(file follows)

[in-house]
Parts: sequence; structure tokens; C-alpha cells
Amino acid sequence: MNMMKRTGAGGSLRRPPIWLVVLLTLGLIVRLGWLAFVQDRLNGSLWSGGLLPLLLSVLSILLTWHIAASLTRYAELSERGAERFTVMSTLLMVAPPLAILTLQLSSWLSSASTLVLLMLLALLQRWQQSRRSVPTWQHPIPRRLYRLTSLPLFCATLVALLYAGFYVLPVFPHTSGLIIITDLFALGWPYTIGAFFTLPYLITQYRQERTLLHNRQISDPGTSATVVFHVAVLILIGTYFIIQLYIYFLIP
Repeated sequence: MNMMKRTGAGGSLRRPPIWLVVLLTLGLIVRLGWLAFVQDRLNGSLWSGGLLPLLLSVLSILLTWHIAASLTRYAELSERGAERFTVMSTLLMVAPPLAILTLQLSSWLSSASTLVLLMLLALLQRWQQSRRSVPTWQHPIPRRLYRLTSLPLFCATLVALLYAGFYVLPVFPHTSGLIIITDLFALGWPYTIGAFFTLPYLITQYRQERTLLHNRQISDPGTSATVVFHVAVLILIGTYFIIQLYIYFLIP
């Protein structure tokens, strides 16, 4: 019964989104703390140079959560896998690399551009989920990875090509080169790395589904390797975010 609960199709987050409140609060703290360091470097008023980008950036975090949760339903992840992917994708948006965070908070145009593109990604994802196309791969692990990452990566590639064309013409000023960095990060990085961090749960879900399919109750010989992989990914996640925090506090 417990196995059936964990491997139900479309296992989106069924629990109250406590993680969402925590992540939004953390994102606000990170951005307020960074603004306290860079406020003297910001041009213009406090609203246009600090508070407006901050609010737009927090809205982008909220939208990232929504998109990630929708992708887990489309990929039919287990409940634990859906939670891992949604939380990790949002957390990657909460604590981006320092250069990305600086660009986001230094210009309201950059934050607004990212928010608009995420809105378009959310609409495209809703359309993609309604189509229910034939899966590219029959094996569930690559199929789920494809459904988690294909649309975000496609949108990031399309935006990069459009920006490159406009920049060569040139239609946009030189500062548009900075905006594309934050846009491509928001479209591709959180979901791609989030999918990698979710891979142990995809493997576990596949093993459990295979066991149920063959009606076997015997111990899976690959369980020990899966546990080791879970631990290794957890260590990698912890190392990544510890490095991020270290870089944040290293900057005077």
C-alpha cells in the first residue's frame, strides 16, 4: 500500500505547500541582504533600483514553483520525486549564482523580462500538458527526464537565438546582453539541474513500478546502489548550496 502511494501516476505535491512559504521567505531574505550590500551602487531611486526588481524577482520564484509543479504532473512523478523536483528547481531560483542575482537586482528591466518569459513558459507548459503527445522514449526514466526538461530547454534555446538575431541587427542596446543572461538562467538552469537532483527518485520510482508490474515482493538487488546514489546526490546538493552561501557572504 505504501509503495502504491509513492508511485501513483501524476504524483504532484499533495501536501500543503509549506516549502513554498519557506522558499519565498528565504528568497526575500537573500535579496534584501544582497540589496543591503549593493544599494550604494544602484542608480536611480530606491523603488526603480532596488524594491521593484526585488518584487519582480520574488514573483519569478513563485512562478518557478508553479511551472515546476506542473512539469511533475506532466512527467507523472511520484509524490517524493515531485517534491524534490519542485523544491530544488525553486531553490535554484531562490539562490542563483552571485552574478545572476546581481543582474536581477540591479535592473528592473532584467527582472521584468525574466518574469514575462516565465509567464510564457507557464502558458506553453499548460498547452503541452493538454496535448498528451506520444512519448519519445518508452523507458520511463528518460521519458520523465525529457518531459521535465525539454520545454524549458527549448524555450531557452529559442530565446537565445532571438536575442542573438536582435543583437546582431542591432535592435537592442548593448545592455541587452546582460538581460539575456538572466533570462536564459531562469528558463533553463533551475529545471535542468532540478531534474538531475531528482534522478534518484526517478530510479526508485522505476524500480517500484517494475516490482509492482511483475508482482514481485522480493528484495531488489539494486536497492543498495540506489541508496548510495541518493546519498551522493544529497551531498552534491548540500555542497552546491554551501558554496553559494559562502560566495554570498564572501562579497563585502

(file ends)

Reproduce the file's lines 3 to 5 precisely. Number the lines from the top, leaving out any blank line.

Amino acid sequence: MNMMKRTGAGGSLRRPPIWLVVLLTLGLIVRLGWLAFVQDRLNGSLWSGGLLPLLLSVLSILLTWHIAASLTRYAELSERGAERFTVMSTLLMVAPPLAILTLQLSSWLSSASTLVLLMLLALLQRWQQSRRSVPTWQHPIPRRLYRLTSLPLFCATLVALLYAGFYVLPVFPHTSGLIIITDLFALGWPYTIGAFFTLPYLITQYRQERTLLHNRQISDPGTSATVVFHVAVLILIGTYFIIQLYIYFLIP
Repeated sequence: MNMMKRTGAGGSLRRPPIWLVVLLTLGLIVRLGWLAFVQDRLNGSLWSGGLLPLLLSVLSILLTWHIAASLTRYAELSERGAERFTVMSTLLMVAPPLAILTLQLSSWLSSASTLVLLMLLALLQRWQQSRRSVPTWQHPIPRRLYRLTSLPLFCATLVALLYAGFYVLPVFPHTSGLIIITDLFALGWPYTIGAFFTLPYLITQYRQERTLLHNRQISDPGTSATVVFHVAVLILIGTYFIIQLYIYFLIP
């Protein structure tokens, strides 16, 4: 019964989104703390140079959560896998690399551009989920990875090509080169790395589904390797975010 609960199709987050409140609060703290360091470097008023980008950036975090949760339903992840992917994708948006965070908070145009593109990604994802196309791969692990990452990566590639064309013409000023960095990060990085961090749960879900399919109750010989992989990914996640925090506090 417990196995059936964990491997139900479309296992989106069924629990109250406590993680969402925590992540939004953390994102606000990170951005307020960074603004306290860079406020003297910001041009213009406090609203246009600090508070407006901050609010737009927090809205982008909220939208990232929504998109990630929708992708887990489309990929039919287990409940634990859906939670891992949604939380990790949002957390990657909460604590981006320092250069990305600086660009986001230094210009309201950059934050607004990212928010608009995420809105378009959310609409495209809703359309993609309604189509229910034939899966590219029959094996569930690559199929789920494809459904988690294909649309975000496609949108990031399309935006990069459009920006490159406009920049060569040139239609946009030189500062548009900075905006594309934050846009491509928001479209591709959180979901791609989030999918990698979710891979142990995809493997576990596949093993459990295979066991149920063959009606076997015997111990899976690959369980020990899966546990080791879970631990290794957890260590990698912890190392990544510890490095991020270290870089944040290293900057005077």